19 Apr 2017

Water Fools? - 'Recharging' Canterbury's aquifers

The Managed Aquifer Recharge near Ashburton
From Water Fools?, 3:37 pm on 19 April 2017

Canterbury dairy farmers are hoping a plan to inject fresh water back into the ground will help reduce the environmental impact of their cows.

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Concerns over high nitrate levels coming off dairy farms into Canterbury's waterways has led to the trialling of the Managed Aquifer Recharge scheme in a part of the plains suffering the most.

The technology has been tested for the past nine months, over a 3km2 plot of land near Ashburton.

It has so far cost $750,000, with the bill being picked up by local councils and irrigation companies.

Peter Lowe

Peter Lowe Photo: RNZ / Conan Young

Project chairman Peter Lowe - a local sheep and deer farmer - said its location was deliberate.

"Seventy-five-percent of this area is either dairy or dairy support. The sight was chosen because there's an historic high nutrient plume centred around or above Tinwald and also the worst of the worst-affected spring drains [are] in the Flemington, Ashton area."  

The Canterbury Water Management Strategy, which tells farmers the amount of pollution their animals are allowed to produce, has demanded they reduce nitrate leaching into groundwater by 36 percent by 2035.

Mr Lowe said it was hoped half of this reduction would be achieved through aquifer recharging.

"To rely solely on on-farm mitigation to get to the required nutrient level that the community [requires] would be a severe economic disadvantage to the farmers in the whole district. So the Managed Aquifer Recharge scheme has a very real economic benefit to the area." 

The Managed Aquifer Recharge in Canterbury.

The Managed Aquifer Recharge in Canterbury. Photo: Supplied / Golder Associates

Aquifer recharging could take many forms, but in Canterbury it involved placing filtered water from an irrigation scheme in a large pond.

Bob Bower, the hydrologist attached to the project, said holes were then drilled and the water gradually seeped down into underground aquifers.

He said there were three aims to the project - to fill up aquifers that, thanks to three years of low rainfall, were running at historically low levels; to dilute polluting nitrates coming off farms; and to fill up streams that had run completely dry.

There had already been some encouraging results around nitrate levels in the few months the project had been running, said Mr Bower.  

"It's taken it from 11.3 average milligrams of nitrates per litre of water and now we have at least one of the bores showing that it's taken it down to 4.6.

"And then what was exciting in those last results, the shallow water holds a lot of those nutrients, but it was actually the deep ground water that was on the rise, and in this particular result, in at least one of the bores, we've seen it go down to zero."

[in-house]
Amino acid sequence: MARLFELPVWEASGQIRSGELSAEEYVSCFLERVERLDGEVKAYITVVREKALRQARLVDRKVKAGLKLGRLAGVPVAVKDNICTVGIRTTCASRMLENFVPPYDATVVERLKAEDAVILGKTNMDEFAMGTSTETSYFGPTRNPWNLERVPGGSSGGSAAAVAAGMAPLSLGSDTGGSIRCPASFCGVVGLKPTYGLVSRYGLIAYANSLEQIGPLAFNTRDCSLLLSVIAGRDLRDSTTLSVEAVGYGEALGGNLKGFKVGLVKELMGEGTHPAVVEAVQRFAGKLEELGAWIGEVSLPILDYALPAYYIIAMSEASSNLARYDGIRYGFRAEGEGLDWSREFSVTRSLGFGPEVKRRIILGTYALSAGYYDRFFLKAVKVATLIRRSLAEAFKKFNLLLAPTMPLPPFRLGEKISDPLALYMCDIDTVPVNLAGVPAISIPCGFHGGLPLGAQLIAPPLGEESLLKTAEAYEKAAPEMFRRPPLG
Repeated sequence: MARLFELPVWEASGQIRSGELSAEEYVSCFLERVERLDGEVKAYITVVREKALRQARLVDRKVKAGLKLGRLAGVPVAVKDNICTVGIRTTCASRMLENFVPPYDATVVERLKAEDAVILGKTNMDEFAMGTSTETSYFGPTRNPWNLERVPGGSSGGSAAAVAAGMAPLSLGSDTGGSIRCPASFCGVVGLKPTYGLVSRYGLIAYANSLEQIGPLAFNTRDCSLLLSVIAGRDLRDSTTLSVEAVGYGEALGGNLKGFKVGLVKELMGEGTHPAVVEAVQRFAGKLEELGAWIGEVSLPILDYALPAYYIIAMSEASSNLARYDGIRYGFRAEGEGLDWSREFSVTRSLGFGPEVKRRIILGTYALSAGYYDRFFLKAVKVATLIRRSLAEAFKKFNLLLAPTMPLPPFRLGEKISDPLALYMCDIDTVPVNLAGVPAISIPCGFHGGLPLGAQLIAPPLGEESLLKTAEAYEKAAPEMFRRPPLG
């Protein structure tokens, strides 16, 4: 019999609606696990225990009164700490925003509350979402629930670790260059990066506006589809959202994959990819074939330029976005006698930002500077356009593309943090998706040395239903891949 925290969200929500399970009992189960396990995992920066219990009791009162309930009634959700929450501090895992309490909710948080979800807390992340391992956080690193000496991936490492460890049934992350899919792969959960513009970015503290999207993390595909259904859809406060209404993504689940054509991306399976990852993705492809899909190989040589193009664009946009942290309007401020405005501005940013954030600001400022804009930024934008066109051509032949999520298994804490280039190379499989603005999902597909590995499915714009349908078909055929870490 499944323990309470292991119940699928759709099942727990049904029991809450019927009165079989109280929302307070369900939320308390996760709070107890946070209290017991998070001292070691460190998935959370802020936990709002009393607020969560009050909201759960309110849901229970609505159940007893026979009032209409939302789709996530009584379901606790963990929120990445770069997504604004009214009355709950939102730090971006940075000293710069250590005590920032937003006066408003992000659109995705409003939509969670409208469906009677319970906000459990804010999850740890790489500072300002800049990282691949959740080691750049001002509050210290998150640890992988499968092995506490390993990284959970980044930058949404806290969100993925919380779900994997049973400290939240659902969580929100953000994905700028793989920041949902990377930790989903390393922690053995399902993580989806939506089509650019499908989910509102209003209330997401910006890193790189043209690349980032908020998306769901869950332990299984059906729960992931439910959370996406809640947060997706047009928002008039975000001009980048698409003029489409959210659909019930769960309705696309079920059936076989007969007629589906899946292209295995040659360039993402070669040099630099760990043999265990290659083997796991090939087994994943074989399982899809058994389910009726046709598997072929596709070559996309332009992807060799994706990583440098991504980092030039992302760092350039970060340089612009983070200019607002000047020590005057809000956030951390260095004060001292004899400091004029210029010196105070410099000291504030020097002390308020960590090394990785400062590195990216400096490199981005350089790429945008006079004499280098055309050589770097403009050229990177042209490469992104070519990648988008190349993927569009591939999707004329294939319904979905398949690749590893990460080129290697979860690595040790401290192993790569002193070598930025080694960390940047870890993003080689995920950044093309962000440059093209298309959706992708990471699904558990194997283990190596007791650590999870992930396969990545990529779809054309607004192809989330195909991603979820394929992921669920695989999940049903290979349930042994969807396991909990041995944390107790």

Water could also be introduced straight into streams to help rescue threatened fish species, he said.

"We are sort of in emergency mode in a lot of these drains going dry, with eel needing [habitats] and stuff. So it's part of that overall tool box. So maybe in certain situations, because of what we're trying to achieve in a particular spring or stream, that would be the best.

"I think the recharge is the bigger longer term where we're headed."

However Massey University freshwater ecologist Mike Joy said he had not seen a single piece of evidence that managed aquifer recharging actually benefited the environment.

Taking water from rivers and putting it underground was playing god and produced a number of unintended consequences, he said.

Fresh water ecologist Mike Joy

Freshwater ecologist Mike Joy Photo: RNZ / Conan Young

"Those flows that shape those river valleys and those braided rivers that move across the landscapes, so they involve the terrestrial fauna as well, the birds, everything, you know the vegetation, so you divert those flows, you intersect that water then you have many effects downstream, including right out to the coast with the opening of river bars."

The technology was a public relations trick, he said.

"This is an attempt to fix up mistakes that were made in the past, clearly we've gone too far in Canterbury.

"De-growth is the way we have to think, get those systems into a sustainable form, which means getting rid of much of the irrigation that's happening there."

The Canterbury Regional Council was following the agenda set by the government around wanting to see an increase in intensive dairy farming on the Canterbury plains despite the environmental impact, he said.

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Photo: RNZ / Hans Weston

Water Fools? is a unique RNZ series running on air and online, and examines the state of one of our most precious resources, water.